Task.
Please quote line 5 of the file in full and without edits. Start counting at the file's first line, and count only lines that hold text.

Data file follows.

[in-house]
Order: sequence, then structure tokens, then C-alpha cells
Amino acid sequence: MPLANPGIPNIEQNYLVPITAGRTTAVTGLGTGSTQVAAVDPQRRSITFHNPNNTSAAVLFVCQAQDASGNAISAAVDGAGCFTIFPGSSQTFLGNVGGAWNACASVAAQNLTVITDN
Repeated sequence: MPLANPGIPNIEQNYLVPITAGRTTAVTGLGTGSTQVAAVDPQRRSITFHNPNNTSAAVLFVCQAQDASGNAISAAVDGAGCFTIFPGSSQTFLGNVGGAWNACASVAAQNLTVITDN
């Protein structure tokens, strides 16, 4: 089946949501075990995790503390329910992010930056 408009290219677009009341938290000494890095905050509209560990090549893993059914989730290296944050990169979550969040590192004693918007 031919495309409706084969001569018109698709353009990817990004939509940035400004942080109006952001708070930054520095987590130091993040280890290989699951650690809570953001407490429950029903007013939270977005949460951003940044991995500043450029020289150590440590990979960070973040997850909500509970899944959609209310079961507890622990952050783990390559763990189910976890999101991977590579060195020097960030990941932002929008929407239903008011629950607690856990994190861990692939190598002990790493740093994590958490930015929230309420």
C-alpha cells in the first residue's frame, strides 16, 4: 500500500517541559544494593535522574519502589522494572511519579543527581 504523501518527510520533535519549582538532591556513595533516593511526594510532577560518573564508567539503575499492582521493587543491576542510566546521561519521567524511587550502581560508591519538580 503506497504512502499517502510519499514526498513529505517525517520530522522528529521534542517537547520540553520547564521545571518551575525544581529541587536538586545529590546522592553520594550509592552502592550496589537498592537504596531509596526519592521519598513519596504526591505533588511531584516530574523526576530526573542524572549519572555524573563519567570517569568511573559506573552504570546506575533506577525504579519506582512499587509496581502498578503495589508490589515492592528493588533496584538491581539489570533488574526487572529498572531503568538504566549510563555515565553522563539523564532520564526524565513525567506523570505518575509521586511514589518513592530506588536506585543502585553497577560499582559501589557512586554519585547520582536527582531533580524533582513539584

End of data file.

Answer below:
């Protein structure tokens, strides 16, 4: 089946949501075990995790503390329910992010930056 408009290219677009009341938290000494890095905050509209560990090549893993059914989730290296944050990169979550969040590192004693918007 031919495309409706084969001569018109698709353009990817990004939509940035400004942080109006952001708070930054520095987590130091993040280890290989699951650690809570953001407490429950029903007013939270977005949460951003940044991995500043450029020289150590440590990979960070973040997850909500509970899944959609209310079961507890622990952050783990390559763990189910976890999101991977590579060195020097960030990941932002929008929407239903008011629950607690856990994190861990692939190598002990790493740093994590958490930015929230309420």